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Delete Yourself from the Internet Safely and Securely!

Likes and dislikes, your health and your social contacts are all stored in your profile on Instagram, Facebook or Google. Data brokers you’ve never heard of are amassing vast amounts of personal information about you and selling it to others. Other firms, most of which you’ve never heard of, then utilise this information to persuade you to make more purchases.
However, there are several actions you can do to eliminate a lot of your online footprint without going fully dark.

Delete Your Personal Data from Data Brokers.

It’s huge business to collect and sell your data. Companies gather information such as your name, address, and date of birth, as well as your social security number, purchasing patterns, and where and how long you attended school.
Acxiom, Equifax, Experian, Oracle, and Epsilon are among the largest data brokers. To erase your data, you’ll usually need to contact them through email, fill out online forms, and give further identity details.
You may also request that your data be destroyed if you’re protected by the GDPR in Europe or the Consumer Privacy Act in California. It’s generally better to begin with opting out of the largest corporations.

Requests to delete dangerous material are taken into account by Google. You may request that non-consensual explicit photos, false pornography, financial, medical, or national ID data, doxing, or photographs of minors be deleted from websites. To do so, you’ll need to fill out a form and give proof of content.
There’s also the Right to be Forgotten, which was created in European courts in 2014 and integrated into the GDPR in 2018. When appropriate conditions are satisfied, this enables some particular material to be excluded from search results, including Google. In general, if information about you is in the public interest, removing it from search results will be very difficult.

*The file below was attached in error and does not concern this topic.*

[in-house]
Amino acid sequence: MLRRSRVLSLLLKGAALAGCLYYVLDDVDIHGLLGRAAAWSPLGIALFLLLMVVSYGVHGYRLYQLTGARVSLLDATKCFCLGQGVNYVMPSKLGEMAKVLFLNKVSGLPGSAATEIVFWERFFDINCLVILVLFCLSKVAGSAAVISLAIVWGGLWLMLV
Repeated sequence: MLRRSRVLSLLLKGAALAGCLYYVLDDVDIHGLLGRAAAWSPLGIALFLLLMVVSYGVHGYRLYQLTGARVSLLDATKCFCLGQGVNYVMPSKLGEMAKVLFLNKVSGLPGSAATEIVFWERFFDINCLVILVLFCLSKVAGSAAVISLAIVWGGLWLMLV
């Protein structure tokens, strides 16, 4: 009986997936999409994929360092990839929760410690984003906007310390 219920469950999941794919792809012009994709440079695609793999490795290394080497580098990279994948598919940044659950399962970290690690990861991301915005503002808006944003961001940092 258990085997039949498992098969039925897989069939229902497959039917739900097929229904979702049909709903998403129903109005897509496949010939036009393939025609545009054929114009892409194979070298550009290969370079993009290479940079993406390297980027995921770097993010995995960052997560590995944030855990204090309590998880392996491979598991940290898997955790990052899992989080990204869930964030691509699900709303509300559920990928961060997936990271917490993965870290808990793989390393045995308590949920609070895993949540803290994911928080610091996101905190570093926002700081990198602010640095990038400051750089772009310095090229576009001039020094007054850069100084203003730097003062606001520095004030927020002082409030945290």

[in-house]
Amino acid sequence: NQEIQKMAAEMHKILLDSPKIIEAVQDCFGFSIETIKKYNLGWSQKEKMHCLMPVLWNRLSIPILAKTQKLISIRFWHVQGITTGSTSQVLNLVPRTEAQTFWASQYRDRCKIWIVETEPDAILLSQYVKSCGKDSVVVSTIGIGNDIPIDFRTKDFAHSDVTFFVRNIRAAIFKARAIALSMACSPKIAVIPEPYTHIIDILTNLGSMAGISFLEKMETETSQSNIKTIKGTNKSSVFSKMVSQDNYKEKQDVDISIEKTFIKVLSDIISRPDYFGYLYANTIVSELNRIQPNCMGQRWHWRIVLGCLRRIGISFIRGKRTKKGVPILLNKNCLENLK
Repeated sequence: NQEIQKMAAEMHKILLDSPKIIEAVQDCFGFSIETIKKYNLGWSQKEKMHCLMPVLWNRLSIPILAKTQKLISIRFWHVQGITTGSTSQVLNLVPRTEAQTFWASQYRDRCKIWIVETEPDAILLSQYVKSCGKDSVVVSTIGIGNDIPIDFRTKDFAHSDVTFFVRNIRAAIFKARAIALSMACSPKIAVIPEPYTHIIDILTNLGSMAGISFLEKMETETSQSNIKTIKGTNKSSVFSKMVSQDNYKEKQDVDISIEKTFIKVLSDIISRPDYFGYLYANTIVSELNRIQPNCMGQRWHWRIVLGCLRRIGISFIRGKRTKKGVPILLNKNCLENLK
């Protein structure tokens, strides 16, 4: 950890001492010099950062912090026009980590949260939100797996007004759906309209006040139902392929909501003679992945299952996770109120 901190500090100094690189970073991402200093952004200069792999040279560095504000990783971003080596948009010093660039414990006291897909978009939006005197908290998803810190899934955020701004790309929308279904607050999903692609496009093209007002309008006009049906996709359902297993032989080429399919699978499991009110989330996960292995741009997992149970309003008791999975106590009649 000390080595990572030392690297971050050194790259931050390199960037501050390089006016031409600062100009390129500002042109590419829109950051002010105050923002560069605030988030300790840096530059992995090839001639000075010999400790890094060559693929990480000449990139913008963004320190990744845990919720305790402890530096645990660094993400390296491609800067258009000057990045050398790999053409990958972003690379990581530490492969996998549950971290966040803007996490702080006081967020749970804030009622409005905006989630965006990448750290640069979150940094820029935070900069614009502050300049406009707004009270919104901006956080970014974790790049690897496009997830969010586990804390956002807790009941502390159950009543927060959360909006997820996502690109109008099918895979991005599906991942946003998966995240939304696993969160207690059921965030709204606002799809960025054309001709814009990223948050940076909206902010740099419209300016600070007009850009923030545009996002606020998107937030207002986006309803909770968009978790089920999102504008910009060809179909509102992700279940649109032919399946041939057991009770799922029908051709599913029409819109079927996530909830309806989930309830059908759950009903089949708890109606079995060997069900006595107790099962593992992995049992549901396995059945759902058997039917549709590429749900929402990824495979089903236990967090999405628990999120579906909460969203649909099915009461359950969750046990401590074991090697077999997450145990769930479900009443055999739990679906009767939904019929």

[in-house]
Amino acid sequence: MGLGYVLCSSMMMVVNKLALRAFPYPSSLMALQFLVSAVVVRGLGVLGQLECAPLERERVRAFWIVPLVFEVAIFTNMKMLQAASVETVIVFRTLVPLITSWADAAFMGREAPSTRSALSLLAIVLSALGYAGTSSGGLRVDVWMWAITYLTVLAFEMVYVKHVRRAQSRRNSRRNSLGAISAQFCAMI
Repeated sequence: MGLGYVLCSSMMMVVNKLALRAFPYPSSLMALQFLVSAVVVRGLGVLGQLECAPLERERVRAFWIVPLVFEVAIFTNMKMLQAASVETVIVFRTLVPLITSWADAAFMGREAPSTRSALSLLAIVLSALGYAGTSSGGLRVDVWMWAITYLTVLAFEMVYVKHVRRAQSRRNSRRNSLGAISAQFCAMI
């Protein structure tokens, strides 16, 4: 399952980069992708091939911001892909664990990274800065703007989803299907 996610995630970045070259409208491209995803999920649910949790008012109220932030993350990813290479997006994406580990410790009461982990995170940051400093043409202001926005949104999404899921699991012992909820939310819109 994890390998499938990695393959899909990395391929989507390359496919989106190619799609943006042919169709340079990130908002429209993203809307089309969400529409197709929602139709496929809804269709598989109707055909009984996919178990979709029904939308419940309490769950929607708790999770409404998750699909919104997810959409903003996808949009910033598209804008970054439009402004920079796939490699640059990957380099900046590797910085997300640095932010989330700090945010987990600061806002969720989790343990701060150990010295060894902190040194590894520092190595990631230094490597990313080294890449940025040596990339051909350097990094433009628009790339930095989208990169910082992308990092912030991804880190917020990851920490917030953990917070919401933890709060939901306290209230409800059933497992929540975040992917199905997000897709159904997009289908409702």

Get rid of your old online profiles

Begin by generating a list of all the old accounts you recall using—email addresses and usernames might be useful—and then go through each one one by one. You’ll have to sign in or recover your account and go through the deletion procedure for each. is a good place to start since it provides a list of links to deletion sites for anything from Gumtree to Vimeo.
To discover past accounts, go through your password manager or browser’s stored logins. You may also go through your email for past subscriptions and internet accounts. Using the data-breach-notification service with your email or phone number Is It Possible That I’ve Been Pwned? will scour more than 500 data beaches for your information, and it’s also likely to bring up some long-forgotten former accounts.
If the Wayback Machine has archived the page you’re looking for, it’s possible that old contact information has been preserved.

Organize Your Digital Archive

If you’re using Gmail, you may remove old messages in bulk by searching for “older than:” and specifying a time range, then selecting and removing all messages.
Data that has been made public, whether in the form of photographs or text, is clearly significantly more likely to be discovered by others. Consider downloading and backing up your posts before making the leap and deleting your current profiles or previous posts.
Third-party services exist that allow you to simply erase all of your old tweets in masse. Tweet Deleter and TweetDelete will both remove outdated tweets from your account.
You should also remove or block anyone from viewing your previous Facebook postings. Select the sort of activity you wish to remove from posts to photographs you’ve been tagged in in Facebook’s Settings & privacy, Activity log section. You may also simply deactivate your Facebook account completely.

Using third party help

There are various paid services that might assist you in removing yourself from the internet. DeleteMe will make every effort to get your data removed from data brokers that sell your information. In addition, Jumbo may notify you of data breaches and erase new social media postings after a certain number of days.

Further considerations

Think about how much information you want to post online ahead of time. Consider if you need to provide your personal information when creating new online accounts or whether it would be preferable to utilise a burner account to hide your identity.
Avoid utilising Big Tech for all of your internet activities if at all feasible. Choose a web browser and search engine that do not collect your data; where appropriate, use end-to-end encrypted applications and vanishing messages; and be aware of the data that WhatsApp, Instagram, Google, Amazon, Spotify, and other companies acquire about you.

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